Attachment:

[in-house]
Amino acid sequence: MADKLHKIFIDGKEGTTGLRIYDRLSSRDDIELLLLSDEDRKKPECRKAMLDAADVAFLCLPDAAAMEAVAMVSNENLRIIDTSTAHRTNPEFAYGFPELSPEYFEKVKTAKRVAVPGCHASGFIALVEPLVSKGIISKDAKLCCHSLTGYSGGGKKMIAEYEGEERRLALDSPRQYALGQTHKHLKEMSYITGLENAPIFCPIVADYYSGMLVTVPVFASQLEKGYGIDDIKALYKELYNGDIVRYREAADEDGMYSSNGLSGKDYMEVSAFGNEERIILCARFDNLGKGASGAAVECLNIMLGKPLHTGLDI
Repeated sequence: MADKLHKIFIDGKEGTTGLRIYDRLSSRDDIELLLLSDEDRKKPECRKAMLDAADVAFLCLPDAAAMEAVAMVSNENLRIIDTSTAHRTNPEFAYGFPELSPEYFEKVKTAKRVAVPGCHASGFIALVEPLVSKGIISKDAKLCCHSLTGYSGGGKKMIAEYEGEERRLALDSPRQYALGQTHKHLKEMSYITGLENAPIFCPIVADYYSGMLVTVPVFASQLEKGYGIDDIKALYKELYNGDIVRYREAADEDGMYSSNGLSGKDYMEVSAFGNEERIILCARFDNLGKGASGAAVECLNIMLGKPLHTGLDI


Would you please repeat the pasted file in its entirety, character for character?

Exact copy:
[in-house]
Amino acid sequence: MADKLHKIFIDGKEGTTGLRIYDRLSSRDDIELLLLSDEDRKKPECRKAMLDAADVAFLCLPDAAAMEAVAMVSNENLRIIDTSTAHRTNPEFAYGFPELSPEYFEKVKTAKRVAVPGCHASGFIALVEPLVSKGIISKDAKLCCHSLTGYSGGGKKMIAEYEGEERRLALDSPRQYALGQTHKHLKEMSYITGLENAPIFCPIVADYYSGMLVTVPVFASQLEKGYGIDDIKALYKELYNGDIVRYREAADEDGMYSSNGLSGKDYMEVSAFGNEERIILCARFDNLGKGASGAAVECLNIMLGKPLHTGLDI
Repeated sequence: MADKLHKIFIDGKEGTTGLRIYDRLSSRDDIELLLLSDEDRKKPECRKAMLDAADVAFLCLPDAAAMEAVAMVSNENLRIIDTSTAHRTNPEFAYGFPELSPEYFEKVKTAKRVAVPGCHASGFIALVEPLVSKGIISKDAKLCCHSLTGYSGGGKKMIAEYEGEERRLALDSPRQYALGQTHKHLKEMSYITGLENAPIFCPIVADYYSGMLVTVPVFASQLEKGYGIDDIKALYKELYNGDIVRYREAADEDGMYSSNGLSGKDYMEVSAFGNEERIILCARFDNLGKGASGAAVECLNIMLGKPLHTGLDI